DESIGN ASPECTS OF FUTURE VERY LARGE TELESCOPES (HONEYCOMB MIRRORS).

Persistent Link:
http://hdl.handle.net/10150/183998
Title:
DESIGN ASPECTS OF FUTURE VERY LARGE TELESCOPES (HONEYCOMB MIRRORS).
Author:
Cheng, Andrew Yuk Sun
Issue Date:
1987
Publisher:
The University of Arizona.
Rights:
Copyright © is held by the author. Digital access to this material is made possible by the University Libraries, University of Arizona. Further transmission, reproduction or presentation (such as public display or performance) of protected items is prohibited except with permission of the author.
Abstract:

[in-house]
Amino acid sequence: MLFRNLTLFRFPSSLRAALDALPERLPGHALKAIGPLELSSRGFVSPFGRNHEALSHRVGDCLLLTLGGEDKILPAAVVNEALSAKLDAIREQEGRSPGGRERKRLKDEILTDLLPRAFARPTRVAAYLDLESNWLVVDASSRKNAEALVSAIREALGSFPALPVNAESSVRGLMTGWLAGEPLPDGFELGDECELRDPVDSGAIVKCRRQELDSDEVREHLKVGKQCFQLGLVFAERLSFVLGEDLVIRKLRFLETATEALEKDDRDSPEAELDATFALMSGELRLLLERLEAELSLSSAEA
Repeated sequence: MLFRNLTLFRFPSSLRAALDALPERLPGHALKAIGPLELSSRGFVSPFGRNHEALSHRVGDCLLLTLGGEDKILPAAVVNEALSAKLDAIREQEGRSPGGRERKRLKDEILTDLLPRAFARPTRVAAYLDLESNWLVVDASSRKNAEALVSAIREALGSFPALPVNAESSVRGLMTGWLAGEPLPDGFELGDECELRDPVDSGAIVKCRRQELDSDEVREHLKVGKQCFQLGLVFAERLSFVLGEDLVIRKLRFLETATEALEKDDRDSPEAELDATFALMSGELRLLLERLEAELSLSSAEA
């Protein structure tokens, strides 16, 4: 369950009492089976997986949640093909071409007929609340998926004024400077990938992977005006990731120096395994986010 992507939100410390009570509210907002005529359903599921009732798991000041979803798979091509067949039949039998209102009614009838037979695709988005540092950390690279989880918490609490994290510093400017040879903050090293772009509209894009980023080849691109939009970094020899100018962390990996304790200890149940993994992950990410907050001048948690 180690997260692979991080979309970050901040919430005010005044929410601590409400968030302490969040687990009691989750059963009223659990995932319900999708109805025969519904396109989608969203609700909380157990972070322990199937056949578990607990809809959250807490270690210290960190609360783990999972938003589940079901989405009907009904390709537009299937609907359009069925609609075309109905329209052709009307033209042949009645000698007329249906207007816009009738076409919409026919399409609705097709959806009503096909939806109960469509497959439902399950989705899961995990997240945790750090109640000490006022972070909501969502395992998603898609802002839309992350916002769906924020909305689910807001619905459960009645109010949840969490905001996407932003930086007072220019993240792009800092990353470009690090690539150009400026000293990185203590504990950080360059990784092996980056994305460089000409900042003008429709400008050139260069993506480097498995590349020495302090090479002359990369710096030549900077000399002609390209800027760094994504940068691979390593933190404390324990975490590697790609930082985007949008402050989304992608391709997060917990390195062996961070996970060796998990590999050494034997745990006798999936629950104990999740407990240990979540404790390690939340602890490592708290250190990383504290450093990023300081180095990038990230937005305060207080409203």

Research has been carried out on three major difficulties in designing efficient and economic telescopes with 8m f/1 lightweight mirrors. These problems are polishing f/1 aspherics, thermal distortion of borosilicate glass mirror and mirror seeing. Viable solutions to all three have been developed. Solving the fundamental problems allows future very large telescopes to use such mirrors as the basic elements in the design which will reduce the cost. Accurate mirror figure together with good pointing stability given by the short focal length will enable the telescope to form images as sharp as that permitted by nature on the ground. A new technology of polishing f/1 aspherics with a computer controlled stressed lap will give very accurate figure because the lap is changed accurately to adapt the desired figure. Design parameters and performance specifications for a 0.6m aluminum stressed lap for polishing a spun cast 1.8m f/1 borosilicate glass honeycomb mirror have been developed. These can be readily scaled up for polishing 8m f/1 mirrors. Stressed lap polishing also requires accurate material removal over the entire mirror surface. An optimization algorithm using the theory of material wear has been developed to search for the polishing strokes suited for uniform or other desired removal rates. Direct casting of lightweight mirrors requires that the glass be borosilicate. The figure distortion caused by the expansion of borosilicate glass requires the mirror be isothermal to less than 0.1°C for image degradation not to exceed 0.1 arcsecond. The problem of thermal interference by air and the environment has been investigated. A method of injecting well controlled air into the cells that forces the mirror to be isothermal to within 0.1°C has been discovered. Mirror seeing caused by temperature difference between the mirror and ambient air can degrade the telescope performance, but can be reduced by careful thermal design. A simple theoretical thermal model is used to select the glass thickness of a honeycomb structure mirror. Under air ventilation thermal control, the mirror responds to changing air temperature in less than an hour, reducing mirror seeing also to 0.1 arcsecond for telescopes at good seeing sites.